State Fish and Game director seeks to withdraw plan for bear hunt in SLO County

The director of the state Department of Fish and Game sent a letter to the Fish and Game Commission on Tuesday requesting that a proposal to expand black bear hunting to San Luis Obispo County be withdrawn.

In the letter, Director John McCamman said the department and commission have been unable to respond in writing, as required by law, to the “significant number” of public comments received on the proposed changes to bear hunting rules.

“For this reason, coupled with the importance of moving forward with the balance of the mammal hunting regulation package generally, the department recommends that the commission make no changes at this time to the existing regulations governing bear hunting in California,” McCamman said in the letter to commission executive director John Carlson.

The letter does not say whether the department will renew the proposed changes at a later date. The five-member commission was scheduled to discuss and possibly adopt the new bear hunting rules during a teleconference this morning.

With McCamman’s letter in hand, it is unlikely that the commissioners will make any changes to the bear hunting rules because they are unable to comply with the law to respond in writing to comments, said Brian Vincent, an activist with the anti-trophy-hunting group, Big Wildlife.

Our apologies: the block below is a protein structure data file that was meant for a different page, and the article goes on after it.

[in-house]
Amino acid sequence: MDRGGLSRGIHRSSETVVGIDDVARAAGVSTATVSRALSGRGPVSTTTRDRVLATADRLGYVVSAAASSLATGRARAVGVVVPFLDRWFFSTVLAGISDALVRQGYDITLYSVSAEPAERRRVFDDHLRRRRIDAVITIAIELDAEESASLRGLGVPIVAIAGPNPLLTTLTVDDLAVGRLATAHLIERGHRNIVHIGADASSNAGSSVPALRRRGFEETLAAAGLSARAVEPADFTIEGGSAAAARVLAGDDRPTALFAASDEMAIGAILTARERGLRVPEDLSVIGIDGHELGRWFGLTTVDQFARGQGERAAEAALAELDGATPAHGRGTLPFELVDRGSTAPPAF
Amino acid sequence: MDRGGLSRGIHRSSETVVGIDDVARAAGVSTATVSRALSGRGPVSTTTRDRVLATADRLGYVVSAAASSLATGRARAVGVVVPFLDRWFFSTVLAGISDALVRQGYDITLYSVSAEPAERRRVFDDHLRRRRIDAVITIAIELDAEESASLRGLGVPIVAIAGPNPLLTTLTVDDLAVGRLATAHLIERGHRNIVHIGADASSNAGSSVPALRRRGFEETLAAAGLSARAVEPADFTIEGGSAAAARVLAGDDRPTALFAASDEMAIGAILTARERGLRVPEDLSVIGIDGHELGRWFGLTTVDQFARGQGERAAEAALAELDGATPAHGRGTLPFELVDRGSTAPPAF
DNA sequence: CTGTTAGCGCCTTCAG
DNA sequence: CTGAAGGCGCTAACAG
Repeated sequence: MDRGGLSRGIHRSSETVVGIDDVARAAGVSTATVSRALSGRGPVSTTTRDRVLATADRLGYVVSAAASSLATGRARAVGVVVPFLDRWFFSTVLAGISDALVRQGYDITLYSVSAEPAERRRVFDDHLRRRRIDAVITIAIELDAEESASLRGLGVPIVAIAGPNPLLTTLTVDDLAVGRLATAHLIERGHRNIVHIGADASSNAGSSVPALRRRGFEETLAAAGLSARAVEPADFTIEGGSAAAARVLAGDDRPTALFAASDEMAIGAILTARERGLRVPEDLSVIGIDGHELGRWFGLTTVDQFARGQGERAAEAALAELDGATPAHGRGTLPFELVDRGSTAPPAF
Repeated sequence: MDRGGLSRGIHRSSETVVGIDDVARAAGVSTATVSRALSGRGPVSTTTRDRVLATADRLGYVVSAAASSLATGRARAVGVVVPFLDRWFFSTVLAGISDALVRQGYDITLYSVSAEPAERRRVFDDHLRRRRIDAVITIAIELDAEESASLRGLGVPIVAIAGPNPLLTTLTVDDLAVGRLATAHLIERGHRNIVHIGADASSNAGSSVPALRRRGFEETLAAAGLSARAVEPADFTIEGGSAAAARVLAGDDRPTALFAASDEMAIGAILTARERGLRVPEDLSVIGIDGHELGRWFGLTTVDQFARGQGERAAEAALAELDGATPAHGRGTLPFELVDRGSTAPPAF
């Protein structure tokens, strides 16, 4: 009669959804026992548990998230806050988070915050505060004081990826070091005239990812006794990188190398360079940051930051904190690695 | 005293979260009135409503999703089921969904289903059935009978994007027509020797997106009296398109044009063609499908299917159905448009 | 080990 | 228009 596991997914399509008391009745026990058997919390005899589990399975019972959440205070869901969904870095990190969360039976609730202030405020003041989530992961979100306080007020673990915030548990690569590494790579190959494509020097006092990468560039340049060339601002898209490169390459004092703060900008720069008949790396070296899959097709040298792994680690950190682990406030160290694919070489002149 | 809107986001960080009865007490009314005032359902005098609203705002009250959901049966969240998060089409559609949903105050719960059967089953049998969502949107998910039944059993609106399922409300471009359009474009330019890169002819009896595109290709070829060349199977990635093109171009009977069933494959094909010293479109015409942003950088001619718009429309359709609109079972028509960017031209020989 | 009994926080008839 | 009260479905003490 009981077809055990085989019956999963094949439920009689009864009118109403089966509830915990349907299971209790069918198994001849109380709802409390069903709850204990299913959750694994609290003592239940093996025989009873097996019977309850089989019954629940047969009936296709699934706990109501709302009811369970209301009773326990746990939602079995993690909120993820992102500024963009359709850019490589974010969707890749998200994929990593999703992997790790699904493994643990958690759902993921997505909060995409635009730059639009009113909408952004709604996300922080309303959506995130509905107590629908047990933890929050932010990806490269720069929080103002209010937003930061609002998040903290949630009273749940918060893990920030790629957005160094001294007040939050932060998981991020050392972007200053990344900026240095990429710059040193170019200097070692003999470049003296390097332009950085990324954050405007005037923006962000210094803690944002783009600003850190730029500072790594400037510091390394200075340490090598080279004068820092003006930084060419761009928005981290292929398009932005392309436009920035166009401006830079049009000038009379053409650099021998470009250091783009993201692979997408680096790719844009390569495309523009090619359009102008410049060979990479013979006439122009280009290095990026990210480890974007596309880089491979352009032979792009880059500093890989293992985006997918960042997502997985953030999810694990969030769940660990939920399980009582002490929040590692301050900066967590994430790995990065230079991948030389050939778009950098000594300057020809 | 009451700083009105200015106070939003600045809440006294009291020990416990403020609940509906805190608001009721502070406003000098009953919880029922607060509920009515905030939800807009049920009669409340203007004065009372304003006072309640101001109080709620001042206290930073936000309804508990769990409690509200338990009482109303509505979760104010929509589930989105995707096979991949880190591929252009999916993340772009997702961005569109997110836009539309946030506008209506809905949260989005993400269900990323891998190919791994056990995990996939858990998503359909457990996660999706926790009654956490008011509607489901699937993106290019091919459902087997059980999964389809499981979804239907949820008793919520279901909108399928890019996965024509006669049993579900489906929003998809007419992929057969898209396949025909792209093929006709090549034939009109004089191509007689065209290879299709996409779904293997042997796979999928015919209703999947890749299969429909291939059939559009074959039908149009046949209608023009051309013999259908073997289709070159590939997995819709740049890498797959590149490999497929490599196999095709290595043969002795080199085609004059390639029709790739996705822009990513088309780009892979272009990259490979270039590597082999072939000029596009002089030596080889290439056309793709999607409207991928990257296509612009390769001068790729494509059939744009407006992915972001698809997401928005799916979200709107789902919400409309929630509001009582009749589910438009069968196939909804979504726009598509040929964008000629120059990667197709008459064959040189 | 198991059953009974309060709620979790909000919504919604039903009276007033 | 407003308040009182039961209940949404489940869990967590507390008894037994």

The state revises its mammal hunting rules every three years, and the proposal could be brought back at a later date, perhaps later this year, said Jeff Kuyper, executive director of Los Padres Forest Watch, another environmental group. Kuyper said the department received more than 10,000 comments on the bear hunting rules, most in opposition.

“It is unclear what the department is going to do at this point,” he said.

This is the second time the Department of Fish and Game has proposed expanding bear hunting to San Luis Obispo County. A similar recommendation in 2009 was tabled for a year by the commission in the face of local opposition.

The department estimates that there are 1,067 black bears in the county, a robust enough population to sustain a hunt. Others, including the county Board of Supervisors, criticized the department for recommending expanding the hunt here without holding a local hearing for the public to comment.

The proposed rules would have also allowed bear hunters to expand their use of hunting dogs equipped with Global Positioning System collars.

Fish and Game officials were unavailable for comment.

Reach David Sneed at 781-7930.